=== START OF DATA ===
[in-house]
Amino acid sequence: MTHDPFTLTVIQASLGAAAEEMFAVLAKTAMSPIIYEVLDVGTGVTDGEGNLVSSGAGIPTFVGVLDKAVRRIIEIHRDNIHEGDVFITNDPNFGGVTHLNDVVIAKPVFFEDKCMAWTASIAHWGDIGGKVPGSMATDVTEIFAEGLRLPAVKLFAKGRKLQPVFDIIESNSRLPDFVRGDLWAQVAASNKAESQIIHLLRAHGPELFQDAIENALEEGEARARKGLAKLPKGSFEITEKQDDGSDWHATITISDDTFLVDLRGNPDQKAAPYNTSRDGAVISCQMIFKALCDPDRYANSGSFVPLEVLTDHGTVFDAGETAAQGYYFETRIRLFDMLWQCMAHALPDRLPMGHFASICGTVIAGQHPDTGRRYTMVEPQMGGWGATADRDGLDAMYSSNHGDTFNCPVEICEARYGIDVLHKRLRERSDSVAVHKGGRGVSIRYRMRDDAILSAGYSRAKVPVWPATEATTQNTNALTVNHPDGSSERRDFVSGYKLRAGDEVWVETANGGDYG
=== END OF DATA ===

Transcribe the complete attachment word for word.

[in-house]
Amino acid sequence: MTHDPFTLTVIQASLGAAAEEMFAVLAKTAMSPIIYEVLDVGTGVTDGEGNLVSSGAGIPTFVGVLDKAVRRIIEIHRDNIHEGDVFITNDPNFGGVTHLNDVVIAKPVFFEDKCMAWTASIAHWGDIGGKVPGSMATDVTEIFAEGLRLPAVKLFAKGRKLQPVFDIIESNSRLPDFVRGDLWAQVAASNKAESQIIHLLRAHGPELFQDAIENALEEGEARARKGLAKLPKGSFEITEKQDDGSDWHATITISDDTFLVDLRGNPDQKAAPYNTSRDGAVISCQMIFKALCDPDRYANSGSFVPLEVLTDHGTVFDAGETAAQGYYFETRIRLFDMLWQCMAHALPDRLPMGHFASICGTVIAGQHPDTGRRYTMVEPQMGGWGATADRDGLDAMYSSNHGDTFNCPVEICEARYGIDVLHKRLRERSDSVAVHKGGRGVSIRYRMRDDAILSAGYSRAKVPVWPATEATTQNTNALTVNHPDGSSERRDFVSGYKLRAGDEVWVETANGGDYG